The nitric oxide/superoxide assay. Insights into the biological chemistry of the NO/O-2 interaction.

Kelm, Malte, Dahmann, Rüdiger, Wink, David and Feelisch, Martin (1997) The nitric oxide/superoxide assay. Insights into the biological chemistry of the NO/O-2 interaction. The Journal of Biological Chemistry, 272, pp. 9922-9932. (PMID:9092531).


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Nitric oxide (NO) is a widespread signaling molecule involved in the regulation of an impressive spectrum of diverse cellular functions. Superoxide anions (O-2) not only contribute to the localization of NO action by rapid inactivation, but also give rise to the formation of the potentially toxic species peroxynitrite (ONOO-) and other reactive nitrogen oxide species. The chemistry and biological effect of ONOO- depend on the relative rates of formation of NO and O-2. However, the simultaneous quantification of NO and O-2 has not been achieved yet due to their high rate of interaction, which is almost diffusion-controlled. A sensitive spectrophotometric assay was developed for the simultaneous quantification of NO and O-2 in aqueous solution that is based on the NO-induced oxidation of oxyhemoglobin (oxyHb) to methemoglobin and the O-2-mediated reduction of ferricytochrome c. Using a photodiode array photometer, spectral changes of either reaction were analyzed, and appropriate wavelengths were identified for the simultaneous monitoring of absorbance changes of the individual reactions. oxyHb oxidation was followed at 541.2 nm (isosbestic wavelength for the conversion of ferri- to ferrocytochrome c), and ferricytochrome c reduction was followed at 465 nm (wavelength at which absorbance changes during oxyHb to methemoglobin conversion were negligible), using 525 nm as the isosbestic point for both reactions. At final concentrations of 20 microM ferricytochrome c and 5 microM oxyHb, the molar extinction coefficients were determined to be epsilon465-525 = 7.3 mM-1 cm-1 and epsilon541.2-525 = 6.6 mM-1 cm-1, respectively. The rates of formation of either NO or O-2 determined with the combined assay were virtually identical to those measured with the classical oxyhemoglobin and cytochrome c assays, respectively. The assay was successfully adapted to either kinetic or end point determination in a cuvette or continuous on-line measurement of both radicals in a flow-through system. Maximal assay sensitivity was approximately 25 nM for NO and O-2. Cross-reactivity with ONOO- was controlled for by the presence of L-methionine. Generation of NO from the NO donor spermine diazeniumdiolate could be reliably quantified in the presence and absence of low, equimolar, and high flux rates of O-2. Likewise, O-2 enzymatically generated from hypoxanthine/xanthine oxidase could be specifically quantified with no difference in absolute rates in the presence or absence of concomitant NO generation at different flux rates. Nonenzymatic decomposition of 3-morpholinosydnonimine hydrochloride (100 microM) in phosphate buffer, pH 7.4 (37 degrees C), was found to be associated with almost stoichiometric production of NO and O-2 (1.24 microM NO/min and 1.12 microM O-2/min). Assay selectivity and applicability to biological systems were demonstrated in cultured endothelial cells and isolated aortic tissue using calcium ionophore and NADH for stimulation of NO and O-2 formation, respectively. Based on these data, a computer model was elaborated that successfully predicts the reaction of NO and O-2 with hemoprotein and may thus help to further elucidate these reactions. In conclusion, the nitric oxide/superoxide assay allows the specific, sensitive, and simultaneous detection of NO and O-2. The simulation model developed also allows the reliable prediction of the reaction between NO and O-2 as well as their kinetic interaction with other biomolecules. These new analytical tools will help to gain further insight into the physiological and pathophysiological significance of the formation of these radicals in cell homeostasis.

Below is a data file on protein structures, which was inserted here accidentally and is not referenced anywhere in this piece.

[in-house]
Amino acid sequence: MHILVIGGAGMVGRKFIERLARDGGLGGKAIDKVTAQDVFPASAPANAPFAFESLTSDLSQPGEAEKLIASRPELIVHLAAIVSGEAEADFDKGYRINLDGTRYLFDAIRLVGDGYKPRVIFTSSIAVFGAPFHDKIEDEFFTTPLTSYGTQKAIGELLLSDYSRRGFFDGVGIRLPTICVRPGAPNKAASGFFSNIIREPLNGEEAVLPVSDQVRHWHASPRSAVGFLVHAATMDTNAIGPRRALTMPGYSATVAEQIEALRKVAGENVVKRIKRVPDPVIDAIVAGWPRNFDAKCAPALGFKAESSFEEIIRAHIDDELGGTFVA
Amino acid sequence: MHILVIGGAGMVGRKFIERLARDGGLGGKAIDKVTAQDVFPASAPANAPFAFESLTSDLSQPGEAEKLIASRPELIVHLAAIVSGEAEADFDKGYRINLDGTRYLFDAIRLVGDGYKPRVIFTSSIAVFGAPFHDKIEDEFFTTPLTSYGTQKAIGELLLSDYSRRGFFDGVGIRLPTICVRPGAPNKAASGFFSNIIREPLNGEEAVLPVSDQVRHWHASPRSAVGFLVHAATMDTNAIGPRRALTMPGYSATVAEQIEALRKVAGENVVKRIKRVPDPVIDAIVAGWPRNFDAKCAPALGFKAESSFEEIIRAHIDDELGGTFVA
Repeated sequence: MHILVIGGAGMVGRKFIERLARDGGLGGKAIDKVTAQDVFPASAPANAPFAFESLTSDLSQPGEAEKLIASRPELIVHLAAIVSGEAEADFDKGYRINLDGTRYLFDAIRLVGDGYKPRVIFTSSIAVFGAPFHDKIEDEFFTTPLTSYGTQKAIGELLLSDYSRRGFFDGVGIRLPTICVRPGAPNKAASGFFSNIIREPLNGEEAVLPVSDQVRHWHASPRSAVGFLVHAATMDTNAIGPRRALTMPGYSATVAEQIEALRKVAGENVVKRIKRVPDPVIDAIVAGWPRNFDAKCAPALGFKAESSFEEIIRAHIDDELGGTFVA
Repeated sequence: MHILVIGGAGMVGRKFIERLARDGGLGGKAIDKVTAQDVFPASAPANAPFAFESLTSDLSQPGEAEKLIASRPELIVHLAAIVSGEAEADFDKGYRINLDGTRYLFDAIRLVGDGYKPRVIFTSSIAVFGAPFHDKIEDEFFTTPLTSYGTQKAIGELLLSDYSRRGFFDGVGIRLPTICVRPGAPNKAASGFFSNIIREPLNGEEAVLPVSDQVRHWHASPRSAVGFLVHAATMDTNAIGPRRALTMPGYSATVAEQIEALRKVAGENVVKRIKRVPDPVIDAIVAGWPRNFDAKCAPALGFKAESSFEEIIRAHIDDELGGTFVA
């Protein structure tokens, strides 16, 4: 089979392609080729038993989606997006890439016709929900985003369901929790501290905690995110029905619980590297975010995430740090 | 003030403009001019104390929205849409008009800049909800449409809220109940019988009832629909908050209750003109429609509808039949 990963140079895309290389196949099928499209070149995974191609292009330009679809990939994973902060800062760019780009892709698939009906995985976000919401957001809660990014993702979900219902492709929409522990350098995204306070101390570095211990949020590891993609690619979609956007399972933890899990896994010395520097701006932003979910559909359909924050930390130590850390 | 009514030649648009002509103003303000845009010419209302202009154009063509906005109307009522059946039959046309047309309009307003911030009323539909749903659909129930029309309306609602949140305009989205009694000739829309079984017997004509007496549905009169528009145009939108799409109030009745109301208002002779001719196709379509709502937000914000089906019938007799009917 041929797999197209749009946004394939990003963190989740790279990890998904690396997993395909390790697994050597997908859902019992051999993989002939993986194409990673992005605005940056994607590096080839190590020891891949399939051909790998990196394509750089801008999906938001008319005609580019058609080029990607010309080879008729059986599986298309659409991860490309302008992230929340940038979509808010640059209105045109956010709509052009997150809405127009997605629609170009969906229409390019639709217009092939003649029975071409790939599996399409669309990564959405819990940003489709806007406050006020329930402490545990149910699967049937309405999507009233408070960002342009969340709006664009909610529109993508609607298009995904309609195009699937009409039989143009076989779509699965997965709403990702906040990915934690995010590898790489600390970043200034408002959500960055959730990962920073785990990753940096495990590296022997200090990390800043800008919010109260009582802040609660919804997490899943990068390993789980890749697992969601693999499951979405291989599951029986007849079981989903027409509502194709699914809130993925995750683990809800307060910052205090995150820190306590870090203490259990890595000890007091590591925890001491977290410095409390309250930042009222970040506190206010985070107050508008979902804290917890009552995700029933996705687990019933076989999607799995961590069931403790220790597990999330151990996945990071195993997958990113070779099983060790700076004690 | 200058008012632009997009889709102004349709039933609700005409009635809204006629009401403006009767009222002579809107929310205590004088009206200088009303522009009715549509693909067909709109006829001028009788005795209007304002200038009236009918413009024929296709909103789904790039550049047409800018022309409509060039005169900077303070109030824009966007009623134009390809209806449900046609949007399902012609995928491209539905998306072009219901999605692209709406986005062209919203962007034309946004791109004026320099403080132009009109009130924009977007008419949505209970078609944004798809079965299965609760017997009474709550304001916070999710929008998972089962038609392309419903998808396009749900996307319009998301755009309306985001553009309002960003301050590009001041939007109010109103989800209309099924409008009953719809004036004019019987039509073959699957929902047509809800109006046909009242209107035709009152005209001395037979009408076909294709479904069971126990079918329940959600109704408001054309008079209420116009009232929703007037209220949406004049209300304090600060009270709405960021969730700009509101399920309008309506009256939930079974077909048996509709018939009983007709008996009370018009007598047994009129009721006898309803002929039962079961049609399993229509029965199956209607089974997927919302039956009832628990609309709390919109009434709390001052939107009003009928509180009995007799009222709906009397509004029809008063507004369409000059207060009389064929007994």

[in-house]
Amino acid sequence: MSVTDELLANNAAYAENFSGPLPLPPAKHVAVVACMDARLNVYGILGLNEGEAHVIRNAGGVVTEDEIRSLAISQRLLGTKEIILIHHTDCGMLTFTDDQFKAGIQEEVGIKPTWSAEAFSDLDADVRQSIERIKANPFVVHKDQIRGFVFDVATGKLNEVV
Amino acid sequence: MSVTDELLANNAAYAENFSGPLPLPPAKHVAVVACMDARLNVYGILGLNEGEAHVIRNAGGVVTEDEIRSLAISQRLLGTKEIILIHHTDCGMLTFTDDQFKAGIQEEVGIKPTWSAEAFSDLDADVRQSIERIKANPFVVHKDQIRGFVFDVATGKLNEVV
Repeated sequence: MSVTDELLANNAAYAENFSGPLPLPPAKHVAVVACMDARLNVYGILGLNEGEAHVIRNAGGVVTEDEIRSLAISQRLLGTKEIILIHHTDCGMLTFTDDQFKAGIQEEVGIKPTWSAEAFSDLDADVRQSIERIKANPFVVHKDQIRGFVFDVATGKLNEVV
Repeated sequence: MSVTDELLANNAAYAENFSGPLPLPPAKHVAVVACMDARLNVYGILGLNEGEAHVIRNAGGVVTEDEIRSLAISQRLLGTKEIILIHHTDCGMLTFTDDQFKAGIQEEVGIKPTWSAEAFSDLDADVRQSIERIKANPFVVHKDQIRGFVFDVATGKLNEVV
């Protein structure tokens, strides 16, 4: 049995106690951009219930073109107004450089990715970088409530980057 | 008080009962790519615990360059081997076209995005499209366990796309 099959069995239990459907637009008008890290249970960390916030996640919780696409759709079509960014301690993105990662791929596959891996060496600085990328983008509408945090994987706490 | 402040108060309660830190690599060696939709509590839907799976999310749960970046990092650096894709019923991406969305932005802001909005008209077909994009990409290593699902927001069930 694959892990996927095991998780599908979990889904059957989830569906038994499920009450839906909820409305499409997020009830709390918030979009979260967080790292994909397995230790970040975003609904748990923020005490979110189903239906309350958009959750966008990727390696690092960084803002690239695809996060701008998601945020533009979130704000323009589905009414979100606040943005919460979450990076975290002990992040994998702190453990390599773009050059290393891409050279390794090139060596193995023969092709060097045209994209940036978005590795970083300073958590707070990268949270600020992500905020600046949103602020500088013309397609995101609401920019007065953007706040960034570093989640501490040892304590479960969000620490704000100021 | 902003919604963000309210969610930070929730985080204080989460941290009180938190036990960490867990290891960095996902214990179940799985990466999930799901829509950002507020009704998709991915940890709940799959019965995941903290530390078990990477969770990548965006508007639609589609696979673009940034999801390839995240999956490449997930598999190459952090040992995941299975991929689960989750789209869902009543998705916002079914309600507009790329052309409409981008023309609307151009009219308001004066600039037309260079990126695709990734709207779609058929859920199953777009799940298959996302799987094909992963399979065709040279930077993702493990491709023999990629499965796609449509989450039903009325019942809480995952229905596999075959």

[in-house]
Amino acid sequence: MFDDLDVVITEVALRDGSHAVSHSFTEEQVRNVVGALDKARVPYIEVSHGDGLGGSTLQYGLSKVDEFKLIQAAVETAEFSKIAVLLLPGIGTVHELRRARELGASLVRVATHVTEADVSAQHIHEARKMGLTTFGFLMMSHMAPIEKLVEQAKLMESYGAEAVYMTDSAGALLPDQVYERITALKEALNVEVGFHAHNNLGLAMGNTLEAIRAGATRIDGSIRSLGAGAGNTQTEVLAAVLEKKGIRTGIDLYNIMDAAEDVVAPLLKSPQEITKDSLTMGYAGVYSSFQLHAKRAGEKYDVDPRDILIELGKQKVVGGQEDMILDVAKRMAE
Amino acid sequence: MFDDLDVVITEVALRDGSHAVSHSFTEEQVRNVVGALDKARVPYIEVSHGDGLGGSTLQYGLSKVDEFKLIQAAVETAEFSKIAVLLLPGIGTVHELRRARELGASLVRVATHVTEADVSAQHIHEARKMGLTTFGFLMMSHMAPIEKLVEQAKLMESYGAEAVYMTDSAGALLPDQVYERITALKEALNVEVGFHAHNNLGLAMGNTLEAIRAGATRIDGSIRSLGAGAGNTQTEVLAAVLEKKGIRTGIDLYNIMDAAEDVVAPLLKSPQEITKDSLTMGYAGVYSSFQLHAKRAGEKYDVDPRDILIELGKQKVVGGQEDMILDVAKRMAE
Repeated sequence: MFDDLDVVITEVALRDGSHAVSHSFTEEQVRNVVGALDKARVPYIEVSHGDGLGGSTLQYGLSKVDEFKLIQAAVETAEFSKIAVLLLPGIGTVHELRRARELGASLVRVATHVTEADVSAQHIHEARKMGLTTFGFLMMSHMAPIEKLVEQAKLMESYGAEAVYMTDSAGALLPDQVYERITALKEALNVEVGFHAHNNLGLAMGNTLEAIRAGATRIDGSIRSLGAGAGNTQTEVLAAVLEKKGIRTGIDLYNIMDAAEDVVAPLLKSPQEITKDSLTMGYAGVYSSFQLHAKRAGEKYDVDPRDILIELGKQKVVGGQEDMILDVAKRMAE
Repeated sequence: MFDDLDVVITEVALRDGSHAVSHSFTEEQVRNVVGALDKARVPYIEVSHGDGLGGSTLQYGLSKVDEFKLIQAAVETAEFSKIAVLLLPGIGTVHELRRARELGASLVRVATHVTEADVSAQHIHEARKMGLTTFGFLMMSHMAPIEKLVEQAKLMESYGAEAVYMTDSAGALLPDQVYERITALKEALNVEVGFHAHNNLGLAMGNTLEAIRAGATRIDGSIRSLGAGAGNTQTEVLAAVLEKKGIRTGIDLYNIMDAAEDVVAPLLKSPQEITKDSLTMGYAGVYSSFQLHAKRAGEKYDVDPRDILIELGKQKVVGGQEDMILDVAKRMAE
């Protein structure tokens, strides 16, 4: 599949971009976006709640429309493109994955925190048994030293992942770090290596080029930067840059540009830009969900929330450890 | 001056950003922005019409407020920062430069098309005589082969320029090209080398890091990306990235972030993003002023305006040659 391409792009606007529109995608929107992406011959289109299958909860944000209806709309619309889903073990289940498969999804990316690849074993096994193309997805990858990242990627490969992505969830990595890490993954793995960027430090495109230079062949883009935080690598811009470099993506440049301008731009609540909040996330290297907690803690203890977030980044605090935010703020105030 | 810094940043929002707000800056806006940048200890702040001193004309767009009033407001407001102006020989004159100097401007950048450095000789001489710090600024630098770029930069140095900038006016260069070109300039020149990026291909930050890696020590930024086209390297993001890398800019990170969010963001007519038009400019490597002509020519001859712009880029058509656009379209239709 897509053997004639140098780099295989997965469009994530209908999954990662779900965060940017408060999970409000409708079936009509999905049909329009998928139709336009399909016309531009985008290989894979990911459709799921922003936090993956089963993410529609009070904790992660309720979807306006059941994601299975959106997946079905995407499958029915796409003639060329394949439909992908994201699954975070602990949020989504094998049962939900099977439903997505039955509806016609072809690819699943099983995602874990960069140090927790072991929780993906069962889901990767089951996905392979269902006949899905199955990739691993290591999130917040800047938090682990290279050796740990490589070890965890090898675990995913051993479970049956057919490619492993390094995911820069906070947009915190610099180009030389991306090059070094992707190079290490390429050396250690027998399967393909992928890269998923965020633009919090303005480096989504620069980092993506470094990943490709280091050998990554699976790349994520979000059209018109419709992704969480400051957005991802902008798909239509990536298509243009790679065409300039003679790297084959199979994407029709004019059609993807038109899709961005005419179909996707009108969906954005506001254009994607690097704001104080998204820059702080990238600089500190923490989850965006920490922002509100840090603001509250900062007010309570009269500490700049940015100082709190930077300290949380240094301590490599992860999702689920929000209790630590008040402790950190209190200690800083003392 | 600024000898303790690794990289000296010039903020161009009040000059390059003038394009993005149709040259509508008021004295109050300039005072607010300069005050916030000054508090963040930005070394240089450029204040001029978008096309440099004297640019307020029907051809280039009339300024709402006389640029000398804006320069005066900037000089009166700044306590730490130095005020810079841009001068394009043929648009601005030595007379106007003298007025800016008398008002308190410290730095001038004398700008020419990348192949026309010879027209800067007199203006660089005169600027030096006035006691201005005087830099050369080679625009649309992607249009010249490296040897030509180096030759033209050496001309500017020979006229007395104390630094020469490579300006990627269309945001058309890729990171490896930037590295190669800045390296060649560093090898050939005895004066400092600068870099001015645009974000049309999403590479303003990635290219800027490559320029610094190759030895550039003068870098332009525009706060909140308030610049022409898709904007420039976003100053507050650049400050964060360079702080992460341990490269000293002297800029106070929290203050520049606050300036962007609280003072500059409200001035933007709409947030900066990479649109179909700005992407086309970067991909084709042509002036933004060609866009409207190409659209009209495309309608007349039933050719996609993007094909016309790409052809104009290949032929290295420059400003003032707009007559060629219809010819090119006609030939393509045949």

Item Type: Article
ISSNs: 0021-9258 (print)
Related URLs:
Organisations: Clinical & Experimental Sciences
ePrint ID: 337889
Date :
Date Event
11 April 1997Published
Date Deposited: 29 Jun 2012 13:28
Last Modified: 17 Apr 2017 17:13
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